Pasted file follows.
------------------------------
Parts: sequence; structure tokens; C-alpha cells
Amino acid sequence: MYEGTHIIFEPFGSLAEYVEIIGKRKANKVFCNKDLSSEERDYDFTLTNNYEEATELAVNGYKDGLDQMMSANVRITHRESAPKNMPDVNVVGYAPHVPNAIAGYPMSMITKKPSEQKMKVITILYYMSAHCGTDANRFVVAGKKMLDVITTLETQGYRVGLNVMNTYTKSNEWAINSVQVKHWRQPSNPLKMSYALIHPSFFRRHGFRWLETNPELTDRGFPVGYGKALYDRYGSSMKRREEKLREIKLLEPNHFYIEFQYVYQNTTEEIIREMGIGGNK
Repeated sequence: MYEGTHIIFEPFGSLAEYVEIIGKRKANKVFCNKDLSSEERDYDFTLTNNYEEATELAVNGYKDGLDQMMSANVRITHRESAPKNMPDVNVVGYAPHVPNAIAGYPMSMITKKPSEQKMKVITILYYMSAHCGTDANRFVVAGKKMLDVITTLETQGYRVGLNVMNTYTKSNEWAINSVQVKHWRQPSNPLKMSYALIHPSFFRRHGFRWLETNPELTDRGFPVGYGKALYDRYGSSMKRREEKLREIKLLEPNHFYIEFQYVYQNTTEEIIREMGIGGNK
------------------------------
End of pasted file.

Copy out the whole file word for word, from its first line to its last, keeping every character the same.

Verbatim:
Parts: sequence; structure tokens; C-alpha cells
Amino acid sequence: MYEGTHIIFEPFGSLAEYVEIIGKRKANKVFCNKDLSSEERDYDFTLTNNYEEATELAVNGYKDGLDQMMSANVRITHRESAPKNMPDVNVVGYAPHVPNAIAGYPMSMITKKPSEQKMKVITILYYMSAHCGTDANRFVVAGKKMLDVITTLETQGYRVGLNVMNTYTKSNEWAINSVQVKHWRQPSNPLKMSYALIHPSFFRRHGFRWLETNPELTDRGFPVGYGKALYDRYGSSMKRREEKLREIKLLEPNHFYIEFQYVYQNTTEEIIREMGIGGNK
Repeated sequence: MYEGTHIIFEPFGSLAEYVEIIGKRKANKVFCNKDLSSEERDYDFTLTNNYEEATELAVNGYKDGLDQMMSANVRITHRESAPKNMPDVNVVGYAPHVPNAIAGYPMSMITKKPSEQKMKVITILYYMSAHCGTDANRFVVAGKKMLDVITTLETQGYRVGLNVMNTYTKSNEWAINSVQVKHWRQPSNPLKMSYALIHPSFFRRHGFRWLETNPELTDRGFPVGYGKALYDRYGSSMKRREEKLREIKLLEPNHFYIEFQYVYQNTTEEIIREMGIGGNK